Monday, September 22, 2014

Research Update on Omega 3 EPA and ADHD in Children

ADHD (Attention Deficit Hyperactivity Disorder) is a disorder with far reaching implications for children beyond its compromising effect on school achievements. ADHD has been linked to symptoms of anxiety, depression (1, 2) and impaired interpersonal relationships (2,3). One of the symptoms that characterize ADHD is the failure to recognize facial expressions which in turn causes difficulties in responding appropriately to social situations (3).

The ability to read correctly facial expressions and respond to them is important for successful interactions and healthy relationships with peers and family. One way scientists measure the ability to recognize social situations and react accordingly is through testing facial expression recognition.

An ongoing, double blind, placebo controlled, intervention study conducted by Granot et al. found that high EPA supplementation (500 mg EPA, 100 mg DHA daily) resulted in improvement of facial expression recognition and especially in recognition of happy faces, in 9-16 year old children diagnosed with ADHD and treated with Methylphenidate (MPH – commonly known as Ritalin). Interim results of this study were presented at the 2014 International Neuropsychological Society Mid-Year meeting. These results are shown in the figure below.

A significant difference over time was found in the treatment group for Happy facial expression recognition (t (25)= 2.57, p=0.016) 
T1 = before treatment / T2 = after treatment

These promising findings indicate improved social skills and raised optimism levels as a result of omega 3 high EPA supplementation. This is good news for children and parents coping with the challenges of ADHD, especially given the limitations of traditional Ritalin therapy.

While Ritalin is very effective in addressing impulsivity and improving focus and attention, it offers only slight improvement in emotional stability. Furthermore, Ritalin does not address other ADHD symptoms such as depression, anxiety, psychosomatic complaints and difficulty in successfully engaging in social situations. Omega 3 high EPA supplementation may complement traditional ADHD therapies and help these children deal with the emotional challenges concomitant with the disorder.

EPA is a central ingredient in Anlit's new Omega 3 Focus supplement that will be presented at the upcoming CPhI conference in Paris, October 7-9. For more information about this and other children focused supplement products, please visit us at booth 4G80, hall 4, at the conference. Click here to schedule a meeting with us at the conference. We look forward to seeing you there.


1. J Am Acad Child Adolesc Psychiatry. 2001;40:704-10

2. Child Adolesc Psychiatr Clin North Am. 1992;1:539-52

3. Pediatric Neurology. 2006;35:93-97

Thursday, September 18, 2014

Micronutrient Levels and Childhood Obesity: What’s the Connection?

Childhood obesity is a topic of concern for parents spanning the globe as the number of children dealing with this problem has grown from year to year. Doctors and scientists are working tirelessly to understand how to curb this problem and provide a healthier future for all of our children.

According to the World Health Organization, in 2010 the number of overweight children under the age of five, was estimated to be over 42 million worldwide. In the US, the Centers for Disease Control and Prevention (CDC) estimates that over the past 30 years, childhood obesity has doubled in children and quadrupled in adolescents. Excess weight during childhood can lead to obesity during adulthood, as well as health problems such as diabetes and cardiovascular disease.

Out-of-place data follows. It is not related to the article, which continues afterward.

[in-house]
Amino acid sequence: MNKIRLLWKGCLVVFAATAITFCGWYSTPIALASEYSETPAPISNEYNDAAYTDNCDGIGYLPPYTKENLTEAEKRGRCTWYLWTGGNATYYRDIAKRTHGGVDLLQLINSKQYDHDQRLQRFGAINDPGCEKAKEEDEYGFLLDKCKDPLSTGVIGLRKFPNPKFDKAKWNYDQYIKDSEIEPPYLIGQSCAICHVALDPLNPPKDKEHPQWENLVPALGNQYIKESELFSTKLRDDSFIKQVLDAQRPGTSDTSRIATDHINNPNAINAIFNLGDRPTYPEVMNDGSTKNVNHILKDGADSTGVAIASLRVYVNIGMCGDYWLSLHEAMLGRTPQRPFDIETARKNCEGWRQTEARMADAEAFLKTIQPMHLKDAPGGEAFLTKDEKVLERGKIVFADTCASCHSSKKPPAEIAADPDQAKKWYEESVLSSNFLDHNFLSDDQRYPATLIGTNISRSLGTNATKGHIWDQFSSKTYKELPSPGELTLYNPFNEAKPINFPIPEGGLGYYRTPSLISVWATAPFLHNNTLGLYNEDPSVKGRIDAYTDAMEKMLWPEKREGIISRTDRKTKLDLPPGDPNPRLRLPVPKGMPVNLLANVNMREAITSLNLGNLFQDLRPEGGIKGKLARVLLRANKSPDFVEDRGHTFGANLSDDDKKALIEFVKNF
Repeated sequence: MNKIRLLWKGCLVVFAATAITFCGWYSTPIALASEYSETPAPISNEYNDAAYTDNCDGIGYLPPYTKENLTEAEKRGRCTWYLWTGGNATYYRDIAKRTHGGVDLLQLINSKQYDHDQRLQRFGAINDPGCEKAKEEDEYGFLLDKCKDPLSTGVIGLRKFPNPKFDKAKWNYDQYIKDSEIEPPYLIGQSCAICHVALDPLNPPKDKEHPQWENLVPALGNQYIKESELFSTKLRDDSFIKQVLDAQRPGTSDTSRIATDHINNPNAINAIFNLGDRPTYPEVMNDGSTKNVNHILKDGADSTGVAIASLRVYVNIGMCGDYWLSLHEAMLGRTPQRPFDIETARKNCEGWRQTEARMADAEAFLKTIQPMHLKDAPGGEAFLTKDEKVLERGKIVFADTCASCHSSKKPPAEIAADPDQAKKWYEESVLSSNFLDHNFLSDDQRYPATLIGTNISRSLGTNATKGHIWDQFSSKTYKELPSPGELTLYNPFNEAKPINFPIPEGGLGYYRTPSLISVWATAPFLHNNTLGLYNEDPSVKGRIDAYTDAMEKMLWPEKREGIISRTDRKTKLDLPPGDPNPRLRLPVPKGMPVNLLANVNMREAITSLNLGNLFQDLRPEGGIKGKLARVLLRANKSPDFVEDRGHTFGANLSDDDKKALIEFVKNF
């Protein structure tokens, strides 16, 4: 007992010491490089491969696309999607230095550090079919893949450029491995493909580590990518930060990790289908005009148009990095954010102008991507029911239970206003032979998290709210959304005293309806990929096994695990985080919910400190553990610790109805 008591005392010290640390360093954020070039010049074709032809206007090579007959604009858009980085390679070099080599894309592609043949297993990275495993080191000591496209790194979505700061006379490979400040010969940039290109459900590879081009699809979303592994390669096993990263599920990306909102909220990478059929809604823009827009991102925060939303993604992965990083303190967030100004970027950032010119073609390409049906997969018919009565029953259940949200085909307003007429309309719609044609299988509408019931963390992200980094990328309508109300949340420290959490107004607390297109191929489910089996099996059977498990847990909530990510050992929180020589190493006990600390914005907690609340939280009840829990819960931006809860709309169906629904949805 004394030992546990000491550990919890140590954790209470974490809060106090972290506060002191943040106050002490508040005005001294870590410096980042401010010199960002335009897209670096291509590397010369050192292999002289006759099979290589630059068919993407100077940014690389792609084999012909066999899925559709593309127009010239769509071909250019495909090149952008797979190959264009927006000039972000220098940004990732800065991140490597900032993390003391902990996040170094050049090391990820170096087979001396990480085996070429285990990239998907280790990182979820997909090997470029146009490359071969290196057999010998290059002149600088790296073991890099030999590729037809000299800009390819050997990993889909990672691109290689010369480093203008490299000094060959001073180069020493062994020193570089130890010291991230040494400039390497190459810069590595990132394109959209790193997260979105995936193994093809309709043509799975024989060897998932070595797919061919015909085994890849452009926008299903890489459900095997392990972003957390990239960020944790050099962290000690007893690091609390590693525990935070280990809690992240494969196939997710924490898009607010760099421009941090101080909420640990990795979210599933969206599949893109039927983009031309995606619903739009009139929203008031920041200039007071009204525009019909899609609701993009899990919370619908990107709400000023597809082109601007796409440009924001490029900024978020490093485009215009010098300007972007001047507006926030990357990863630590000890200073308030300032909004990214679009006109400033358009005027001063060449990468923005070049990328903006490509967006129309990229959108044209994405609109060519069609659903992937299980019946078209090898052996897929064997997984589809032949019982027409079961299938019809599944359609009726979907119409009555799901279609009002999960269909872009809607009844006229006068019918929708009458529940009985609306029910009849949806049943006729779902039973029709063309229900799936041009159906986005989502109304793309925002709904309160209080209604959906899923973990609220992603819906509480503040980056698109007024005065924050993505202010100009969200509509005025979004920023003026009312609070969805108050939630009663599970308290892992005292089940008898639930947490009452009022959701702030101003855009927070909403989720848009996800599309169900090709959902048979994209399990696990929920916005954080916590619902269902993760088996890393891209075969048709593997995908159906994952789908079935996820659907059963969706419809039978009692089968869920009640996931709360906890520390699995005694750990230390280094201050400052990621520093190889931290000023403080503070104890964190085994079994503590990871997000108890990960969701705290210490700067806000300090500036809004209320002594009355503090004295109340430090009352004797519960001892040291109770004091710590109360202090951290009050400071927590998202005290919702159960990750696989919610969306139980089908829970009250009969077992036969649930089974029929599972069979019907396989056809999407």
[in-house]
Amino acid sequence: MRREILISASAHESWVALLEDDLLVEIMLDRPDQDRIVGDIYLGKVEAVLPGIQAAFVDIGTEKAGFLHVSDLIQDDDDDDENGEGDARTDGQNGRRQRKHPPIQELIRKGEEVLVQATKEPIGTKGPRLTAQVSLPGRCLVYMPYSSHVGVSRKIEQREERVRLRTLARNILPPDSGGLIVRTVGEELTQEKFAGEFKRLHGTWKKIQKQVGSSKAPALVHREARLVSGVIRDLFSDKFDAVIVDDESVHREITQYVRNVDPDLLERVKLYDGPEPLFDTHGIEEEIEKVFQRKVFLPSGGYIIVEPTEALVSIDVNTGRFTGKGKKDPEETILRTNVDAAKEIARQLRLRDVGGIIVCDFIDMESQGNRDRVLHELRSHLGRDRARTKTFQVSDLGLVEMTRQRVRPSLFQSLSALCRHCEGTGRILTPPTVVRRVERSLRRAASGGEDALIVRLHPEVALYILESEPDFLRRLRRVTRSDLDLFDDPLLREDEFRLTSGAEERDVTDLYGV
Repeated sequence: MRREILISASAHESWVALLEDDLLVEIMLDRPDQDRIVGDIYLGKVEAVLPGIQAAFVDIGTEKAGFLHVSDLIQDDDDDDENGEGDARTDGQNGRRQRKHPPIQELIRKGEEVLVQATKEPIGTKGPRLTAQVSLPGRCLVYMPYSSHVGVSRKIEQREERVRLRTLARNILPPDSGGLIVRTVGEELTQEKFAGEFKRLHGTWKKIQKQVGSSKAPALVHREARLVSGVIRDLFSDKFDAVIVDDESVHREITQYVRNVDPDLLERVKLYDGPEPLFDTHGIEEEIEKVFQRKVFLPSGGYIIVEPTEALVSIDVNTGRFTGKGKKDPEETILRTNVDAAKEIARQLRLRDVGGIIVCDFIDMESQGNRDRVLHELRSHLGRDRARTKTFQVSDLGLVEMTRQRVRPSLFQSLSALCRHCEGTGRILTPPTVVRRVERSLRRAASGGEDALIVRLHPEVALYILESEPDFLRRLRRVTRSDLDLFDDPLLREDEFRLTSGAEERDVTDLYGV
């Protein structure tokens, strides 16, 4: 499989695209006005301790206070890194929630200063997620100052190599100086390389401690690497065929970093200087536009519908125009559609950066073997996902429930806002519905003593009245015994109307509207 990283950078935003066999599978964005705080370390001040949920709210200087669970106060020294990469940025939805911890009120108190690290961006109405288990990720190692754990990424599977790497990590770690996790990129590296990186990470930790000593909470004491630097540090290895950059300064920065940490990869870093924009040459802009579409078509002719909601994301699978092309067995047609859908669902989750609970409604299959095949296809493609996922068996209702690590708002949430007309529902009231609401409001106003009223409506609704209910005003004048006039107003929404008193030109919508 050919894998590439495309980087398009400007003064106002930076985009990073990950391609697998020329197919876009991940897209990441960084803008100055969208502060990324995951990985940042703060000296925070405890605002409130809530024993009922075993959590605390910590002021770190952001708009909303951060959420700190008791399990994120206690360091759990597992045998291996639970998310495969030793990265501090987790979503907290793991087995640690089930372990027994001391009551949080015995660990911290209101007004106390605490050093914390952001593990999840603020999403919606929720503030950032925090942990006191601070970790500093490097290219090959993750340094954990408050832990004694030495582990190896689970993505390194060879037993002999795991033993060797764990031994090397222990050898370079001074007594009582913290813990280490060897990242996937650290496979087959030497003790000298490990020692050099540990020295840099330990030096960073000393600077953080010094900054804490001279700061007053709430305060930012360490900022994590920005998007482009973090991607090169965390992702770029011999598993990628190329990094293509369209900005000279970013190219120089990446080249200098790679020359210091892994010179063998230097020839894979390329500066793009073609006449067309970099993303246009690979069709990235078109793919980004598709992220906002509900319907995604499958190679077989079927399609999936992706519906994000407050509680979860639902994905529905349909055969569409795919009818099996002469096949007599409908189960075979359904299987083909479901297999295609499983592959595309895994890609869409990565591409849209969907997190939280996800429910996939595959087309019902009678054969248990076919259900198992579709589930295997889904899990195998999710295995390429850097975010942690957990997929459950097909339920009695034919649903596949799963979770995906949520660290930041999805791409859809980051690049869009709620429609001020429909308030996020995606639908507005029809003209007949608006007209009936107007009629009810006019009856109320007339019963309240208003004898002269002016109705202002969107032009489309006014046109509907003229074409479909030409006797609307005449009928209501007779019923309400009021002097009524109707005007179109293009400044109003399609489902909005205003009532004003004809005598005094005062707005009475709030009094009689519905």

There is a medical consensus that childhood obesity can be prevented. How this can be done efficiently on a global scale remains a mystery. A few studies done in the last decade have explored the link between vitamin deficiency and childhood obesity. Doctors are keen to understand specifically how micronutrient levels in the body affect metabolism, insulin uptake and chronic inflammation.

According to a study published in Metabolic Syndrome and Related Disorders, Iranian researchers found that zinc supplementation had a marked effect on insulin resistance, oxidative stress, and inflammation among prepubescent children with metabolic syndrome, a common disease caused by obesity. Two groups of children participated in the study. One group was given a placebo and the second group was given daily zinc supplements. The groups were switched after a month-long break. In both groups, children who received zinc exhibited a decrease in their mean weight and BMI, in addition to decreased LDL cholesterol.

Another study published in the journal Nutrients in December 2013 examined how Vitamins A, C, E, iron and zinc affect children suffering from obesity and metabolic syndrome. The objective of this study was to evaluate the relationship between micronutrient status and obesity, lipid profile, insulin resistance and low-grade systemic inflammation in school-aged children.

The researchers examined a group of 197 school-aged children using the following parameters: body composition, blood analysis, dietary intake and socioeconomic status. After analyzing the data, the scientists came to the following conclusions:

In conclusion, low vitamin C concentration and the vitamin E:lipids ratio were associated with obesity. In addition, low concentrations of vitamins A, E and zinc in children who were overweight and obese were associated with lipids, inflammation and insulin resistance.

More research is required in order to fully understand how vitamin levels in the body affect obesity and vice versa. But this is a promising start that we hope will aid doctors and scientists in their search for a solution to the childhood obesity problem.